Stegner Center 2012-2013 Events

Nov 01, 2012 | Stegner Center

The Stegner Center has a robust lineup of programs for the 2012-2013 academic year.  The Center’s eighteenth annual symposium, to be held on April 12-13, 2013, will focus on the topic “Religion, Faith, and the Environment.”  It has been nearly half a century since UCLA historian Lynn White named the Judeo-Christian tradition one of the “root” causes of “our ecological crisis.”  Much has changed since then.  Across the world, people of faith are stepping forward to explain why our spiritual connections to the earth demand environmental protection.  At the same time, religion remains intertwined with some of the most vexing environmental problems.  Our symposium aims to examine, and help untangle, the fascinating relationship between religion and environmental protection and degradation. In conjunction with the symposium, Mary Evelyn Tucker, Senior Lecturer and Senior Research Scholar, Yale School of Forestry and Environmental Studies, will deliver the Wallace Stegner Lecture on April 11.

On February 15, the Stegner Center will host a one-day academic conference with leading legal scholars on “The Future of Conservation Easements: What Were We Thinking and Where Do We Go from Here?” Noah Hall, Associate Professor of Law, Wayne State University Law School, will be in residence on October 31 to November 1 as the Stegner Center’s 8th Annual Young Scholar. He will deliver his young scholar lecture on “Interstate Groundwater Law: Equitable Apportionment of Transboundary Resources and Implications for the Snake Valley Aquifer Dispute” and a downtown CLE on “The Law of the Great Lakes – Ninety Percent of North America’s Available Freshwater and Not a Drop for Utah.”

The Stegner Center hosts two speakers as part of our lecture series in the Fall. On September 12, Joe Riis, a National Geographic wildlife photographer, will deliver a noon hour photographic lecture on “Pronghorn Passage and Other Conservation Photography Stories from Around the World.” On November 7, the Stegner Center will be joined by Woody Tasch, the Founder and CEO of Slow Money, for a lecture and book signing on “Inquiries into the Nature of Slow Money: Investing as if Food, Farms, and Fertility Mattered.”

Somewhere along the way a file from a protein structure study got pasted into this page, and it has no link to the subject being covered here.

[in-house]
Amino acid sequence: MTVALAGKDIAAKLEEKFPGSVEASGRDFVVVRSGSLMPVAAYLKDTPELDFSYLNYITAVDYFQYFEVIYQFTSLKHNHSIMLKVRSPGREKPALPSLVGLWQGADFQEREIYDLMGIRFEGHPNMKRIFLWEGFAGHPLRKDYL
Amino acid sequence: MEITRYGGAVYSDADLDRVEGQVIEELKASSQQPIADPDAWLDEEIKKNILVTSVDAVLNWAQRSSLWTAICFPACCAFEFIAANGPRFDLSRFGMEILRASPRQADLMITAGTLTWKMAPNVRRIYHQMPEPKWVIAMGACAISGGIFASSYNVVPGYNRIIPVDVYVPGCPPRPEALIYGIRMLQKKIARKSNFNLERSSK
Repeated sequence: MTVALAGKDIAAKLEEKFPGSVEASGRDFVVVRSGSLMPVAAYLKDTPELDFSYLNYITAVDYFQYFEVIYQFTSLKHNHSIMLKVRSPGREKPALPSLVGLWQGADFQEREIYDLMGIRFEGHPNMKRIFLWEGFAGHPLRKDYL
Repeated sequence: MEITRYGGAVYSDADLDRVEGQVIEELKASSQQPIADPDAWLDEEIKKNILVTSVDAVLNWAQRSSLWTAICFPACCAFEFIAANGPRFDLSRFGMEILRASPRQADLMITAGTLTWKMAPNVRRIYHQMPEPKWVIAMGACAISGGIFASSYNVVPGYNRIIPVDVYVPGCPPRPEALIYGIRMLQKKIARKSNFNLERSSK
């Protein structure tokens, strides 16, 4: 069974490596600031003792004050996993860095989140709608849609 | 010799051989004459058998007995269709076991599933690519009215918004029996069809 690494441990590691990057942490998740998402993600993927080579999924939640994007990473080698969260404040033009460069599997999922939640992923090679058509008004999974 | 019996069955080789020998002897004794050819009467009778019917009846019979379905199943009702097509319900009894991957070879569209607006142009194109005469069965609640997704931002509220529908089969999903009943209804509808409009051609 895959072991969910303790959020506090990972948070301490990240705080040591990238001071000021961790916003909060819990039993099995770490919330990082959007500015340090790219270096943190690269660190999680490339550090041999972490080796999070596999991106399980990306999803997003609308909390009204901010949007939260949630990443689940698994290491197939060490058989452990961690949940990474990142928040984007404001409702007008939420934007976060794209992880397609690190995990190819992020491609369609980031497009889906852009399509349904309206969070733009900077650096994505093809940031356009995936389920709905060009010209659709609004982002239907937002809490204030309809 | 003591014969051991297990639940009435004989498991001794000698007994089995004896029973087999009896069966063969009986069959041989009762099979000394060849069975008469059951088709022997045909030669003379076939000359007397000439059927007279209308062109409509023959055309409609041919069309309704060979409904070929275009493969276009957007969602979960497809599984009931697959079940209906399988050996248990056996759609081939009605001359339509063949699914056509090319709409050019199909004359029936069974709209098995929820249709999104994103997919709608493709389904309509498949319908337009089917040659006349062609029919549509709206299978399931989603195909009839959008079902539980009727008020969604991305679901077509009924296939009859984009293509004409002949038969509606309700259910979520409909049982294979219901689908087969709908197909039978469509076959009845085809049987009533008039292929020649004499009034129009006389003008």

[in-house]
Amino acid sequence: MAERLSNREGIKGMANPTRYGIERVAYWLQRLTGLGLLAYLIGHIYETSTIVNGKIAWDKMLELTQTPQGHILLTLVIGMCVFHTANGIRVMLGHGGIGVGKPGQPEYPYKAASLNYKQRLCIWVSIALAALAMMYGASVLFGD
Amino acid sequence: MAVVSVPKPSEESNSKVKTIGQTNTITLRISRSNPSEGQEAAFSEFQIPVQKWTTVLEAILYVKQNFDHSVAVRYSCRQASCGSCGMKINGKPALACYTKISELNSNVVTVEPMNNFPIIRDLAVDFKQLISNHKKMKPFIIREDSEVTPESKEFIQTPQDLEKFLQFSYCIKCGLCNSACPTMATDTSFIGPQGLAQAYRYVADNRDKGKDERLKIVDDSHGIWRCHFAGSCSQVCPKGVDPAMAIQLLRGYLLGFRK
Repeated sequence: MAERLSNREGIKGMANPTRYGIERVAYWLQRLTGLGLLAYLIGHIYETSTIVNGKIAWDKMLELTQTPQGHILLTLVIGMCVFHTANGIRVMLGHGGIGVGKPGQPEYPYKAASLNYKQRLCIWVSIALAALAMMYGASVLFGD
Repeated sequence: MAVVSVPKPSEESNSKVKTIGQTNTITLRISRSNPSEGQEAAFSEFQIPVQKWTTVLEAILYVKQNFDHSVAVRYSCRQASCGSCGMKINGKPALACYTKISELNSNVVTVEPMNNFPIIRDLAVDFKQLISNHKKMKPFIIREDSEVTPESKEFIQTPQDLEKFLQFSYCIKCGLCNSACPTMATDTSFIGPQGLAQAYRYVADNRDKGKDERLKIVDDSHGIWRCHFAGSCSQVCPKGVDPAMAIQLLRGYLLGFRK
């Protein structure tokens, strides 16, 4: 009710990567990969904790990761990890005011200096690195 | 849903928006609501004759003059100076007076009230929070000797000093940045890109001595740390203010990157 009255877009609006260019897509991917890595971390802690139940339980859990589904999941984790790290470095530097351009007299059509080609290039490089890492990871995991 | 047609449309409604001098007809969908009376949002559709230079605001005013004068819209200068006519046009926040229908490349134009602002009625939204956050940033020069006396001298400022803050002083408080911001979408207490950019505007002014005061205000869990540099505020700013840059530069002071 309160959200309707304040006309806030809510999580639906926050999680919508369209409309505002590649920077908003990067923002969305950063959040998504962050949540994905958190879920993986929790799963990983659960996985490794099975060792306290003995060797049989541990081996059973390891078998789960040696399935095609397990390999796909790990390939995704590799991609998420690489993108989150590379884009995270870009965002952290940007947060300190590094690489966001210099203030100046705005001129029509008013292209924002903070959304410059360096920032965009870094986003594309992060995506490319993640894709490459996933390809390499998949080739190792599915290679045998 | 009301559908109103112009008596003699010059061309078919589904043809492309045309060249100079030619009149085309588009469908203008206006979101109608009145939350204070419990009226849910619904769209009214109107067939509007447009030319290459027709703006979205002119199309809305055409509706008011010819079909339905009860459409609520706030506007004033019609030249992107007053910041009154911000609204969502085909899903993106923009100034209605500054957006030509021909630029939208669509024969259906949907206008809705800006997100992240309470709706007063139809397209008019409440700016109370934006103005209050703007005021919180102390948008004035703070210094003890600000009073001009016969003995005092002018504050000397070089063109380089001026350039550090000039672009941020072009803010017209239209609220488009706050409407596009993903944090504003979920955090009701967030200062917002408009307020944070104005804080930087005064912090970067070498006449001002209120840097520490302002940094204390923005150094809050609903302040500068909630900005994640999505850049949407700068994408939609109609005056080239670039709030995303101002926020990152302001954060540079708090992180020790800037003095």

The Stegner Center’s  popular noon hour green bag series will feature a variety of speakers and topics this year including the following:

  • September 18, “Energy Development on Utah’s BLM Lands,” Juan Palma, Utah State Director,
    Bureau of Land Management
  • October 16, “Watershed Institutions in the U.S.: Emergence and Evolution,” Tony Arnold, Professor of Law, Affiliated Professor of Urban Planning, Chair of the Center for Land Use and Environmental Responsibiility, University of Louisville
  • November 13, “Report Card on Environmental Dispute Resolution in Utah: Incomplete, but Showing Progress,” Michele Straube, Director of Environmental Dispute Resolution Program at the Wallace Stegner Center
  • November 28, “Crime Victims’ Rights in Criminal Envrionmental Prosecutions,” Paul Cassell, Ronald N. Boyce Presidential Professor of Criminal Law, S.J. Quinney College of Law, University of Utah
  • January 17, “Confronting the Challenge of Environmental Change on the Colorado Plateau,” Barry Baker, Director, Canyonlands Research Center, The Nature Conservancy
  • January 24, “Utah’s Wasatch Range: Four Season Refuge ,” Book signing, Lecture and slide show with photographer and author Howie Garber
  • February 7, “Because It’s There: The Alpine Route to Environmentalism,” Jeff McCarthy, Chair of Environmental Studies, Professor of English, Westminster College
  • March 7, “Energy Development and Protecting Utah’s Red Rock Wilderness – Not Inherently Inconsistent Goals,” Steve Bloch, Energy Program Director and Attorney, Southern Utah Wilderness Alliance

For program details, including times and locations, see the Stegner Center online calendar >>